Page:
The best gifts really come in small packages. The discovery of a small forum that only spread over two pages can be credited to learning about my 3rd great-grandmother’s family back to the 1600s.
It’s pretty lucky to make this breakthrough. The forum was deleted a few months ago. Timing is everything, especially when things go poof on the Internet without warning.
Adding my 9th great-grandfather from this family onto my family tree was hardly a quick and easy process. I found the post by my 8th cousin, once removed, on our common surname from the same village on a Russian language genealogy forum in October 2012. Not a moment was spared to contact her.
It only was two weeks ago that I got the family tree that shows we are connected through my 7th great-grandfather, who was her 8th great-grandfather. This family line comes from her paternal grandmother and my 3rd great-grandmother. That’s what I call a distant cousin.
My cousin’s first e-mail message had the subject line- Здравствуйте двоюродный сестрa Кондрашeвa (Hello cousin Kondrasheva) in October 2012. She was convinced we were related through an ancestor in the 1600s or 1700s. Her hunch was proven correct more than 4 years later.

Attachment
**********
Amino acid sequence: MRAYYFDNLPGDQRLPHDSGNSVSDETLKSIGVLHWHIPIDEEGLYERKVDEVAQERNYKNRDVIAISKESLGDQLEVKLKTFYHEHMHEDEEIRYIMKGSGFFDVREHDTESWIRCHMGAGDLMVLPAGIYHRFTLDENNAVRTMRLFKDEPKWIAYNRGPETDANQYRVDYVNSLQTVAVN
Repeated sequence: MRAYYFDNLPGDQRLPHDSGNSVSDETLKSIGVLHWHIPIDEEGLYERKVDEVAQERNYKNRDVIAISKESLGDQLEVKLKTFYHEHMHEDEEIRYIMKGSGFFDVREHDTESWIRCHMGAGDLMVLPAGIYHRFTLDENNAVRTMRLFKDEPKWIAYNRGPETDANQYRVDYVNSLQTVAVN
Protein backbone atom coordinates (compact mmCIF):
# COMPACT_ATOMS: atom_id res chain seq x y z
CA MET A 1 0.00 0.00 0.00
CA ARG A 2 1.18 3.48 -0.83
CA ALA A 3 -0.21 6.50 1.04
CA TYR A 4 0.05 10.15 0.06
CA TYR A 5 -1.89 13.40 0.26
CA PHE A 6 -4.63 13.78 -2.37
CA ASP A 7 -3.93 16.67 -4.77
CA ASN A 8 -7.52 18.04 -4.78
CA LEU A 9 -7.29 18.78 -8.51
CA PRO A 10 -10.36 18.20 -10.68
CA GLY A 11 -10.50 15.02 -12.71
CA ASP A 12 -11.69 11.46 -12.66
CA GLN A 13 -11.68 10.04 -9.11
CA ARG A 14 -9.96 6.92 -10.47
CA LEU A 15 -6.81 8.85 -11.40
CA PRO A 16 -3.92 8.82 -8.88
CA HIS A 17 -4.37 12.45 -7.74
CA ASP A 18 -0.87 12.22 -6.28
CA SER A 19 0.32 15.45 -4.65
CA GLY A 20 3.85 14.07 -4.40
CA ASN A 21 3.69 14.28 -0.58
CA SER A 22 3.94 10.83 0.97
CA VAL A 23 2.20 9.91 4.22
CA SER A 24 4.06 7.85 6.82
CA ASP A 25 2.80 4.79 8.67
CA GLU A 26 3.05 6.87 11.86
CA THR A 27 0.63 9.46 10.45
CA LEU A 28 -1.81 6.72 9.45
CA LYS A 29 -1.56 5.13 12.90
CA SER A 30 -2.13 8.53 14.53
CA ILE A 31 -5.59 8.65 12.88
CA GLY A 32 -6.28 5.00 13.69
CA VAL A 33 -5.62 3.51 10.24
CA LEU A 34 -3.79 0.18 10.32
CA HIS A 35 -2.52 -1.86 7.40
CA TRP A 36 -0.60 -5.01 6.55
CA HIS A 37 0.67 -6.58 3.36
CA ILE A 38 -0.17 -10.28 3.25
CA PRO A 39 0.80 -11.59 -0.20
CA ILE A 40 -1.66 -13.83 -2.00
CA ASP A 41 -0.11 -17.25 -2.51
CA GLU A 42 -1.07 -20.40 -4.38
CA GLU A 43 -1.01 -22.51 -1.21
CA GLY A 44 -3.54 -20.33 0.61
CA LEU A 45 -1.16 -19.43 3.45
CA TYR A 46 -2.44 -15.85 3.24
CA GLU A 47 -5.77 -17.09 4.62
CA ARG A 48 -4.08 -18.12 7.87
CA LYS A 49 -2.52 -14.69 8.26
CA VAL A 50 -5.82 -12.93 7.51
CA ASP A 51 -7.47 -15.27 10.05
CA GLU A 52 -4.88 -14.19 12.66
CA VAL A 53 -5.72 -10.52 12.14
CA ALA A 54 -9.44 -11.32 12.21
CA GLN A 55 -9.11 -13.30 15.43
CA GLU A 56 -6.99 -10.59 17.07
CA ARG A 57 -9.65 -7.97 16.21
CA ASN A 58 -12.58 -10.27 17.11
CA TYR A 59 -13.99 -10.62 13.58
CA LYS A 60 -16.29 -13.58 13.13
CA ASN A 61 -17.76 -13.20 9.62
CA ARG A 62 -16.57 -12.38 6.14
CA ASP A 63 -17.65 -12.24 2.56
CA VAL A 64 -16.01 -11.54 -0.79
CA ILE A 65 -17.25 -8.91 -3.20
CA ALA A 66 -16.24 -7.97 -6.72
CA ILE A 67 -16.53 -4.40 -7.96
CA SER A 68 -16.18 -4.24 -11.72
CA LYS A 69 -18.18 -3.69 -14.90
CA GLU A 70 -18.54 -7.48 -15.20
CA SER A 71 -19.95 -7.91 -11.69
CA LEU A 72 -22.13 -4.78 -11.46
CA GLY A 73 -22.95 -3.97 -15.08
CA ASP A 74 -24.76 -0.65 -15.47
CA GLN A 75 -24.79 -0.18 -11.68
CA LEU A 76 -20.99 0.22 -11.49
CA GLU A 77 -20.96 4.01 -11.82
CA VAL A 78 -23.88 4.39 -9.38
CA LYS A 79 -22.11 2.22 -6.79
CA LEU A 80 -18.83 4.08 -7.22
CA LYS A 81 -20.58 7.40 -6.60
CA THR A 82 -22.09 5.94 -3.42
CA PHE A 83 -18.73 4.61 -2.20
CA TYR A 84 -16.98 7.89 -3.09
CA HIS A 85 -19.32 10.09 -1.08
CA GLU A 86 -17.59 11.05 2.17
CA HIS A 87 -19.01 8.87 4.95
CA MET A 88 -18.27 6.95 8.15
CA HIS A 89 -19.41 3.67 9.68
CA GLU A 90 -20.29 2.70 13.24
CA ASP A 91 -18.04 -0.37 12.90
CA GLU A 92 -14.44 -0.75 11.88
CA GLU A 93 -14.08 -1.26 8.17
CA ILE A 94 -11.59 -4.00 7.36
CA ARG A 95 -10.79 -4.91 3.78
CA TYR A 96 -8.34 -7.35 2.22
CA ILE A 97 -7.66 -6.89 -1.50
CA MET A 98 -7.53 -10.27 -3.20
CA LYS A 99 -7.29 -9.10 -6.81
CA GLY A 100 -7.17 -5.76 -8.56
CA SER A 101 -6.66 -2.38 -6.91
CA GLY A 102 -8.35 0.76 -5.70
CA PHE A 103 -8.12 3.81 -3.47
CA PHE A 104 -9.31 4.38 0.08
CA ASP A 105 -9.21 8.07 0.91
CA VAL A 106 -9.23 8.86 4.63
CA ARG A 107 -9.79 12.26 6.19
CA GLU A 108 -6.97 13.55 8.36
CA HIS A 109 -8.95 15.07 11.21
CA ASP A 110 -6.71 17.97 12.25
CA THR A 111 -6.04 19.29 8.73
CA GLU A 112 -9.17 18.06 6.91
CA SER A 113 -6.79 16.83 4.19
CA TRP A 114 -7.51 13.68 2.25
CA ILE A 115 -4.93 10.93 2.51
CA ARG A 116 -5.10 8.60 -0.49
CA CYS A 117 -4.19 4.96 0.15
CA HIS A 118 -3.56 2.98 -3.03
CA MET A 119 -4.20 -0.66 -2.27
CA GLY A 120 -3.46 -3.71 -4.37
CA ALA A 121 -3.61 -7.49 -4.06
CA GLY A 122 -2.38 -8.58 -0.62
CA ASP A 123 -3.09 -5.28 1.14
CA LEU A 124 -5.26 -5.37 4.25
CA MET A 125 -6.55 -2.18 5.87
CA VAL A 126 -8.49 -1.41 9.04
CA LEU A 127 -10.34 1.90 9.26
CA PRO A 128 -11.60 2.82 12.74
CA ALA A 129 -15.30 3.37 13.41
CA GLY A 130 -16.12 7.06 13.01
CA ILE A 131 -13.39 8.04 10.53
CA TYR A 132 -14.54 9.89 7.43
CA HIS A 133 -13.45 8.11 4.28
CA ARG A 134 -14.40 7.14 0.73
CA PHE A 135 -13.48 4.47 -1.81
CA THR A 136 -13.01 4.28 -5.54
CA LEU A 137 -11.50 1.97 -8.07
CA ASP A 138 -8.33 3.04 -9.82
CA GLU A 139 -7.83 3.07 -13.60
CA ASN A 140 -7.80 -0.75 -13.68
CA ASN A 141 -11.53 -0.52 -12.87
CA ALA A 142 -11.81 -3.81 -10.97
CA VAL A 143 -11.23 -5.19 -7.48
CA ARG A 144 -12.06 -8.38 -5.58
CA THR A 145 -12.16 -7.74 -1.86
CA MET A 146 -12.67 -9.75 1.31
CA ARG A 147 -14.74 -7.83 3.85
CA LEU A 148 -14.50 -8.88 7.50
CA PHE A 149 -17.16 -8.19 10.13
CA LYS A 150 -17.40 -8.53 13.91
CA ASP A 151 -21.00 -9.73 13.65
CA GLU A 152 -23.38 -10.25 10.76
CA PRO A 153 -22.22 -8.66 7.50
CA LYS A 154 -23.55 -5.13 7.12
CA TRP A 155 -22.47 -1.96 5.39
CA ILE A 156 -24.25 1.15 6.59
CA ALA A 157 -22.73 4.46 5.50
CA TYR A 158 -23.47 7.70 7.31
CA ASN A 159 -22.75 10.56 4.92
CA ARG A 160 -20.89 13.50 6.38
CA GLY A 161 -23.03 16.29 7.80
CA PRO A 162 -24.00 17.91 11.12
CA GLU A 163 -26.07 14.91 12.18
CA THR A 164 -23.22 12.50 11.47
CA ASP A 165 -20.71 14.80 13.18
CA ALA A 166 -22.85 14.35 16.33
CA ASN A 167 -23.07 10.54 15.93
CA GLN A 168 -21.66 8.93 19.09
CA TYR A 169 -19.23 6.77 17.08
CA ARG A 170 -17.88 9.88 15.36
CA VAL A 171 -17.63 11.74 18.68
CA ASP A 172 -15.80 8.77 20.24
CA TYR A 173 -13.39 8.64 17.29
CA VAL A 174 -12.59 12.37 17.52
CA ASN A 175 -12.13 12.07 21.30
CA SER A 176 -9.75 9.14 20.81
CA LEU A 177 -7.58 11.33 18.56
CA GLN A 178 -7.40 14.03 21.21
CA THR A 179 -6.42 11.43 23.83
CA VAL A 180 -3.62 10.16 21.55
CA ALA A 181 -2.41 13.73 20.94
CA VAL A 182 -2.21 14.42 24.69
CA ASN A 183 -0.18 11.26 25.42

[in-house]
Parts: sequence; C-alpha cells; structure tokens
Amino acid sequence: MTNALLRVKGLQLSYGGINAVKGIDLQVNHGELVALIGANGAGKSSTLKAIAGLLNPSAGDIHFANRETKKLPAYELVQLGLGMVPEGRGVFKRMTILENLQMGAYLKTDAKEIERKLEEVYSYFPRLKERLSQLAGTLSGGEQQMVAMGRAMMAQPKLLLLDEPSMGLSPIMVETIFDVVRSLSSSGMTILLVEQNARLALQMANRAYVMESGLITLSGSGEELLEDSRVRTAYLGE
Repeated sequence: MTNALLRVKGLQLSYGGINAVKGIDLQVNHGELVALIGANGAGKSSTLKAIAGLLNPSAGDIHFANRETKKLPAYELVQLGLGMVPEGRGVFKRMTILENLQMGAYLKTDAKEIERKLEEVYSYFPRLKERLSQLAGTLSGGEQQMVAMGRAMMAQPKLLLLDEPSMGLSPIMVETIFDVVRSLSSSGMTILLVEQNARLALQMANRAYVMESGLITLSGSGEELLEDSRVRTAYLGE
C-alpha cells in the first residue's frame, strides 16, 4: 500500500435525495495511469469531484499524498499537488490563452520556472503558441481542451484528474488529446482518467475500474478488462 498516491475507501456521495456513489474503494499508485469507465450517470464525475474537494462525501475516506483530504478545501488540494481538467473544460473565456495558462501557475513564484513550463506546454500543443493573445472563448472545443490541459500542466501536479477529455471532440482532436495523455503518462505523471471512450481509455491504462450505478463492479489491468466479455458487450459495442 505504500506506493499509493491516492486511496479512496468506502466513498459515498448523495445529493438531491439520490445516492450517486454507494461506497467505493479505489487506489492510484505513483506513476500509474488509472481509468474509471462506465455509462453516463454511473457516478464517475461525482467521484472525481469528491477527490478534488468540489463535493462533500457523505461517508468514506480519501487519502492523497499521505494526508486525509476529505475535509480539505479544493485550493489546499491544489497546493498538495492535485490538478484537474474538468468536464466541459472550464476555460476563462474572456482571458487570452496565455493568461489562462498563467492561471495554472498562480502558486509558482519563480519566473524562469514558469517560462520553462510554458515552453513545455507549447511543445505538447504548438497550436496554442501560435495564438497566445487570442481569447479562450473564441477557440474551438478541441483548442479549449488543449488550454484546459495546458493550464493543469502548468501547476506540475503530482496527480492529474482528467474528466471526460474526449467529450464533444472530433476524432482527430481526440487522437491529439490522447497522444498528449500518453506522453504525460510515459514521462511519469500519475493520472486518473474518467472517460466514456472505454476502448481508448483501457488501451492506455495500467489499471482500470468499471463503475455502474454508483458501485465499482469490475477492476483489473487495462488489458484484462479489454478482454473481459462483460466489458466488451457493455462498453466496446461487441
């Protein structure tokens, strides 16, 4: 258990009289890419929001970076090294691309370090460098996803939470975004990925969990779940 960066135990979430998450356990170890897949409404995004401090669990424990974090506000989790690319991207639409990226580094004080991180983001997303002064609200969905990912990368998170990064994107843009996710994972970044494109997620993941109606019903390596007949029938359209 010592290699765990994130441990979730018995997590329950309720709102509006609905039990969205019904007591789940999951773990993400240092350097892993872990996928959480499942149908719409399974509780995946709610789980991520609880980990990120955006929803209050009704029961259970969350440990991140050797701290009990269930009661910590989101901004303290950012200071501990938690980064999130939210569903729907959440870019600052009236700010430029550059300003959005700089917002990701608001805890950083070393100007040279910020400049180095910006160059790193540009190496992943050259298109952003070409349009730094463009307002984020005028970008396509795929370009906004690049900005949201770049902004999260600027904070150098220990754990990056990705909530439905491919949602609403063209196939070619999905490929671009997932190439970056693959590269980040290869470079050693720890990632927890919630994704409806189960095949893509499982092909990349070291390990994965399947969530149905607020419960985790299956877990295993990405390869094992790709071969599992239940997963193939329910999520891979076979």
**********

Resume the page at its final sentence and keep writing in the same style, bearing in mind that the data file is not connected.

I asked my researcher in Kursk to look at her family tree and see if he could connect our families three years ago. Nothing he found in old census records showed we were related. His research was looking at my direct ancestors, but not siblings and their families.
We stayed in contact on Facebook, with hope of figuring out this mystery. My cousin got busy with her own researcher to find as many documents as possible on her paternal grandmother’s family from Kursk Region archives and Russian State Archives of Ancient Acts.
It was only a few weeks ago that documents confirmed the relationship to my cousin in Moscow. Her researcher’s thorough look at census records for siblings of my direct ancestors was the key to solving the mystery of our relationship.
I’ve lost count of the number of people my cousin’s researcher put in the family tree. It took several days for me to translate the names from Russian to English and add my distant cousins to my family tree.
I’m starting to lose count of the relatives I’ve found online. Only one Russian family found me on an English language website and everyone else found me on Russian language genealogy forums.
All thanks to using Google Translate and forcing myself to get comfortable with Russian language genealogy forums, I’ve connected with family throughout Russia and Ukraine. It’s amazing what can happen when your comfort zone is left behind.